It’s a brutal day for The International 2017. With no upper bracket matches, day four marked the beginning of the final stretch, composed entirely of elimination matches. By the time the casters were removing their headsets of the day, three teams had been sent home.
Team Liquid (2) v. Team Empire (0)
Team Empire: Bounty Hunter, Puck, Witch Doctor, Weaver, Batrider
Team Liquid: Keeper of Light, Beastmaster, Spirit Breaker, Broodmother, Necrophos
This was quite of a textbook game of Dota 2, even in the drafting phase. While the majority of teams throughout the event drafted their picks with a particular game plan in mind, Team Empire and Team Liquid both appeared to be making response picks and preemptive bans. This trend continued on into game one, in a sense, with the majority of the plays made in the laning phase being reactionary.
Matumbaman’s Broodmother made for a particularly promising pick, as that by-the-book style of play led to Team Liquid grabbing the Aegis at 14 minutes, mostly thanks to Broodmother’s spiderlings joining him in the Pit. It stood as testament to how Team Liquid skillfully played the map, even if Team Empire did give them one hell of a struggle.
Team Empire: Nightstalker, Batrider, Disruptor, Anti-Mage, Puck
Team Liquid: Dark Seer, Slardar, Oracle, Lifestealer, Huskar
Game two showed something of a similar pattern to game one, where Team Empire had something of a superficial lead that was inevitably snatched from the palms of their hands by Team Liquid; then, the game continued to spiral out of control for Empire until the game was over. Although the game’s pace wasn’t as swift as before, mostly due to Team Empire being more wary of Team Liquid’s actions (and due to a more thought-out draft), the overall game progression felt similar to game one.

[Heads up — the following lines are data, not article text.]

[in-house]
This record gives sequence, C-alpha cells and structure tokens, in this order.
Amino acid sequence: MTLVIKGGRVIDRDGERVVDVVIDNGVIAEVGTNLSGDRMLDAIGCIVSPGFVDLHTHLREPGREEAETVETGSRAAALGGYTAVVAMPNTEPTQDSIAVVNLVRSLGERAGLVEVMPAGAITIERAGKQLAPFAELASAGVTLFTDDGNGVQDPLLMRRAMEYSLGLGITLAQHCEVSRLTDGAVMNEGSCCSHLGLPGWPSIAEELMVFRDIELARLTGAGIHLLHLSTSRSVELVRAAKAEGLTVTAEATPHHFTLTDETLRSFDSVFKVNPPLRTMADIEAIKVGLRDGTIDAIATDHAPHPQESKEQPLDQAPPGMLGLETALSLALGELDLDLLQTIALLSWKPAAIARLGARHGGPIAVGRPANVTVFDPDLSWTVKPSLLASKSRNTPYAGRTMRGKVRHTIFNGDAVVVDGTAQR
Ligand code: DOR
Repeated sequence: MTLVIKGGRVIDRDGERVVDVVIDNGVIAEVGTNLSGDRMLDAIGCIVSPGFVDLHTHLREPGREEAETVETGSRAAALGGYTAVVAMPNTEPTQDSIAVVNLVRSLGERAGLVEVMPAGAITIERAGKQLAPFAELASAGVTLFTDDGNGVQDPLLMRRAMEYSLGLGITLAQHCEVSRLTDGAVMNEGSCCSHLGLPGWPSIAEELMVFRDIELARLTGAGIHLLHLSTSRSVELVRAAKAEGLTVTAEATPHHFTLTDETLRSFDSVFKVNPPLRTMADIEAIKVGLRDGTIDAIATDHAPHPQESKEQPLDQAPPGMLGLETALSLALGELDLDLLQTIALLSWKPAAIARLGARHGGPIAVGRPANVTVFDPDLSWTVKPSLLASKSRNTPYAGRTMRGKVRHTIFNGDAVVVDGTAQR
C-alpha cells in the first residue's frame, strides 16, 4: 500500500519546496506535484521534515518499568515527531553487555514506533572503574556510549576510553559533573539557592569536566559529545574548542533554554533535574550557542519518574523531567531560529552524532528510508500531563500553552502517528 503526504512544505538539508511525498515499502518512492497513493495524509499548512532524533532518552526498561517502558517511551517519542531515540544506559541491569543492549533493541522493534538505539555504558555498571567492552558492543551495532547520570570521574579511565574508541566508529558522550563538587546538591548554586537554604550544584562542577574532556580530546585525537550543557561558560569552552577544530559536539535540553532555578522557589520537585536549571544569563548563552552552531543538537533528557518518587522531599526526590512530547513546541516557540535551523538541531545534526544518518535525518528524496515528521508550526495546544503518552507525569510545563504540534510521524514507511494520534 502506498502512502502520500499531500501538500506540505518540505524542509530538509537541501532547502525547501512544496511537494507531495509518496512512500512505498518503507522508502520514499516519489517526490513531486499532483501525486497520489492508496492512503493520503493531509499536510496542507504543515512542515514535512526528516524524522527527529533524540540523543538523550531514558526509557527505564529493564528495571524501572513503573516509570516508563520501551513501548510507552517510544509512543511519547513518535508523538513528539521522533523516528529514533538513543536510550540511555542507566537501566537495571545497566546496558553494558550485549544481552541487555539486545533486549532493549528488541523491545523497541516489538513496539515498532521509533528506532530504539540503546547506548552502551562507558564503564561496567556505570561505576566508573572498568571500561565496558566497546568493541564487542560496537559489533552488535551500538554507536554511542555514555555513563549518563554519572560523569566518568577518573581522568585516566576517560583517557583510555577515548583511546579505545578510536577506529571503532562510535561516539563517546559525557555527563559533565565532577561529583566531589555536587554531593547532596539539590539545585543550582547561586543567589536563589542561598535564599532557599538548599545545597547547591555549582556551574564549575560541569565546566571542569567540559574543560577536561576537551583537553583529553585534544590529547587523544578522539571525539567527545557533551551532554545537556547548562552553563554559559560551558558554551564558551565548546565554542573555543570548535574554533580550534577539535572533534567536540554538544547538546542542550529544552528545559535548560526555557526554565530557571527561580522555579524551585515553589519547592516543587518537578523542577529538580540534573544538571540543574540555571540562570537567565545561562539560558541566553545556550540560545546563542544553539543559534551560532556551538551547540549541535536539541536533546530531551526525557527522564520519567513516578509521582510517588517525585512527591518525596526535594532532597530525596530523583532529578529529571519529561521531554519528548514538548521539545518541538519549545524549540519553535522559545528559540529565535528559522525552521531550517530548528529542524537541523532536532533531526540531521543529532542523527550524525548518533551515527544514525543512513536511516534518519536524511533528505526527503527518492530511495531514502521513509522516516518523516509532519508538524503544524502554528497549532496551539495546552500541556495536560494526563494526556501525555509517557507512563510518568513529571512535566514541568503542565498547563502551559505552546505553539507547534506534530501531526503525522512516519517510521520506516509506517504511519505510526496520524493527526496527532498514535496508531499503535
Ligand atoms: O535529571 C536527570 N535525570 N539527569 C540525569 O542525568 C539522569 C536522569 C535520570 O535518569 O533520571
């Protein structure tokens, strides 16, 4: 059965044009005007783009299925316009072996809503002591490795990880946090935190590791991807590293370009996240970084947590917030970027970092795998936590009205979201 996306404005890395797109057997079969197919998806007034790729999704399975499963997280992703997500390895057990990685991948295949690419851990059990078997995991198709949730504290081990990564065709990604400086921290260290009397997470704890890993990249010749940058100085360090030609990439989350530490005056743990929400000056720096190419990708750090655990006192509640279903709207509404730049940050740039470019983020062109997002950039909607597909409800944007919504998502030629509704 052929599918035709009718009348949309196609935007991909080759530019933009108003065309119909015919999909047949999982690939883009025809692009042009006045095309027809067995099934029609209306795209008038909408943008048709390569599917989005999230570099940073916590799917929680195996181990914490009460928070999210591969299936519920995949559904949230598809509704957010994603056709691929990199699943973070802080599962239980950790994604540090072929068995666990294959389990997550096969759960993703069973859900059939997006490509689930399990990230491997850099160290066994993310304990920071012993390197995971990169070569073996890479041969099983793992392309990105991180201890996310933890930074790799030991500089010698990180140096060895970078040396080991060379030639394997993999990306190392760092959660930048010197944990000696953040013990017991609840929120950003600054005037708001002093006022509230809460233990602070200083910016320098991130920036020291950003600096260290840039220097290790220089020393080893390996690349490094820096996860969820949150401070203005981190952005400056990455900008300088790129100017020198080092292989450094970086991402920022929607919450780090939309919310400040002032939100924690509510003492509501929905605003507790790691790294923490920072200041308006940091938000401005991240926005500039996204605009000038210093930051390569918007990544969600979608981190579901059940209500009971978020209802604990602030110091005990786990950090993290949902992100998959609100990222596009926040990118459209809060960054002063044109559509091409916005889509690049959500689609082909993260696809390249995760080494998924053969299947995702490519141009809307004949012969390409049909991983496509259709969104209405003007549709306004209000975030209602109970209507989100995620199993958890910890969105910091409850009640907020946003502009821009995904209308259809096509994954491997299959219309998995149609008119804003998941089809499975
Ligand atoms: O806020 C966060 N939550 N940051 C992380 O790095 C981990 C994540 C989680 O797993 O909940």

LGD Gaming (2) v. OG (0)
LGD Gaming: NIghtstalkers, Batrider, Earthshaker, Leshrac, Bristleback
OG: Magnus, Lich, Ember Spirit, Rubick, Phantom Lancer
Game one started out with LGD claiming one kill per minute for the first six minutes, so it’s easy to say that two of TI7’s most aggressive teams put on a riveting game. Of course, OG claimed some kills of their own, frequently evening out the game in terms of experience and net worth, but their draft forced them to play slower than normal; they could do little more than passively allow LGD to control the pace of the early game. While OG was able to knock LGD back on their heels on several occasions, coming dangerously close to taking control of the game at many points, they were never quite able to push LGD off of their feet entirely. After an unbelievably intense ending, LGD was able to take game one.
LGD Gaming: Batrider, Kunkka, Sven, Storm Spirit, Shadow Shaman
OG: Magnus, Nyx Assassin, Winter Wyvern, Queen of Pain, Juggernaut
With a significantly faster draft this time around, OG went into game two with their usual early game pace. LGD’s excellent farming made it nearly impossible for OG’s gold advantage to break 2k, despite OG having 11 of the total 18 kills by 15 minutes, but OG was steadily working to pressure LGD into a defensive position. It was a critical team fight at 20 minutes that finally turned the tables in LGD’s favor, when LGD gained the momentum they needed to start pushing back into their Dire territory. By 25 minutes, they had a five kill and 6k gold lead, and the game only continued to spiral out of OG’s control as they fell to pieces.
Team Liquid (2) v. Virtus.pro (1)
Team Liquid: Keeper of the Light, Beastmaster, Lycan, Rubick, Death Prophet
Virtus.pro: Crystal Maiden, Venomancer, Necrophose, Nyx Assassin, Bloodseeker
In a single word, I would describe the drafting phase as “Awkward.” Virtus.pro selected a very strange, very unsteady draft while Team Liquid chose a push-heavy lineup. If Virtus.pro had any chance of making that kind of draft work, they were going to have to go all-in and lay on the pressure before Liquid so much as had a chance to blink.